Asked if management has any policy in place to protect dogs and what policy there was, if any, if something happens, Chirhart referred to a pet rider that residents have to sign in their leases.
“All pet owners are required to register their dogs which includes updated medical information and City registration,” Chirhart said. “In accordance with both the Pet Rider and the House Rules, dog owners are responsible for the behavior of their dogs and StuyTown Property Services is responsible for the enforcement of the Pet Rider and House Rules. In such enforcement, StuyTown Property Services also follows City laws and standard practices.”
Stuy Town General Manager Rick Hayduk also addressed the incident, when Dube brought it up at a Tenants Association meeting on Saturday, saying he thought city laws should be changed to protect dogs and that Stuy Town should change its bylaws.
Hayduk, in response, told Dube management was doing everything that could be done legally “to protect dogs at large.”
Later, Council Member Dan Garodnick, who was also at the meeting, said the issue of dog violence “deserves a hard look.”
Meanwhile, since his dog was bitten, Dube said he’s encountered a few other pet owners who told him similar tales. A couple of them also spoke with T&V about their experiences.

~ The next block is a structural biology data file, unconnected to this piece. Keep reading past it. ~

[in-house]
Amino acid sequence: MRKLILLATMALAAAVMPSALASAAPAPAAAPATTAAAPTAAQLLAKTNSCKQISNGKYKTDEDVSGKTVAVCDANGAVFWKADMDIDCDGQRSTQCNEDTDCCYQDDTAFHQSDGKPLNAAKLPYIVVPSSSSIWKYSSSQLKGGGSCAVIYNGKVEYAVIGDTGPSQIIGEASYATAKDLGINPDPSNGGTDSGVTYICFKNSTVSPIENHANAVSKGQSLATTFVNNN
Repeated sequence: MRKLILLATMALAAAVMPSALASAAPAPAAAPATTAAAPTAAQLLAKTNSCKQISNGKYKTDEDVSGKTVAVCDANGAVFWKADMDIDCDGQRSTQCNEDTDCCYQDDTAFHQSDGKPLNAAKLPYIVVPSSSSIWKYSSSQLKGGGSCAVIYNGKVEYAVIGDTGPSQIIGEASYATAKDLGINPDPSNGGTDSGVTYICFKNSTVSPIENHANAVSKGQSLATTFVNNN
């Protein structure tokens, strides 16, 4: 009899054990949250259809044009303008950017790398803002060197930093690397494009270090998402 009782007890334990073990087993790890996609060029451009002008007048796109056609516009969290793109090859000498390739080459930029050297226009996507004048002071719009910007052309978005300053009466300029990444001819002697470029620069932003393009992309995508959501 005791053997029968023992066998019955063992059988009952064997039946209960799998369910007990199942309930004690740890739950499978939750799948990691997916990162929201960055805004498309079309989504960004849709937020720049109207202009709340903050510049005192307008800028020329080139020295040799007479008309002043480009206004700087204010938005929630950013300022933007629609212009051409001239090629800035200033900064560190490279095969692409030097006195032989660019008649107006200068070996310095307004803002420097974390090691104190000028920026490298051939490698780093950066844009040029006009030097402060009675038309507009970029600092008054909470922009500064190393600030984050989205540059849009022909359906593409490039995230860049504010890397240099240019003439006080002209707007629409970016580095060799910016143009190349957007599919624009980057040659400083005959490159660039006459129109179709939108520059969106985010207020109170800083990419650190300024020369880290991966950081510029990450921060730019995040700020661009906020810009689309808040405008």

One of them was Liza Grier, who said her dog, a male husky named Kai, had been bitten by a 120-pound great dane in an unprovoked attack. According to Grier, the great dane’s owners had fraudulently claimed the pooch was a service dog in order to be allowed to get an apartment in Stuyvesant Town, where dogs are not permitted if they’re over 50 pounds. However, she added, “the dog was never with them. The dog was never trained. It was solely for the purpose of obtaining housing.”
The dog was also aggressive, at times, lunging at Kai, who was nine at the time of the attack. The bite incident happened last October one day when Grier was waiting with her dog in her building’s lobby for an elevator. When the door opened, the great dane bolted out and went straight for the 50-pound Kai, biting him on the right side.
The dog’s owners were a couple and the great dane was with the husband at the time, who Grier recalled was “a big guy.” But even he struggled to pull back his pet on her leash after she’d latched on to Kai, millimeters from his lung, Grier recalled.
Kai ultimately needed two surgeries and additional care, spending nearly two months in an animal hospital. The cost was $6,500.
Grier, intent on keeping Kai away from the great dane after this, relocated to New Jersey during that time, staying in a friend’s summer home. The animal hospital was also in Jersey.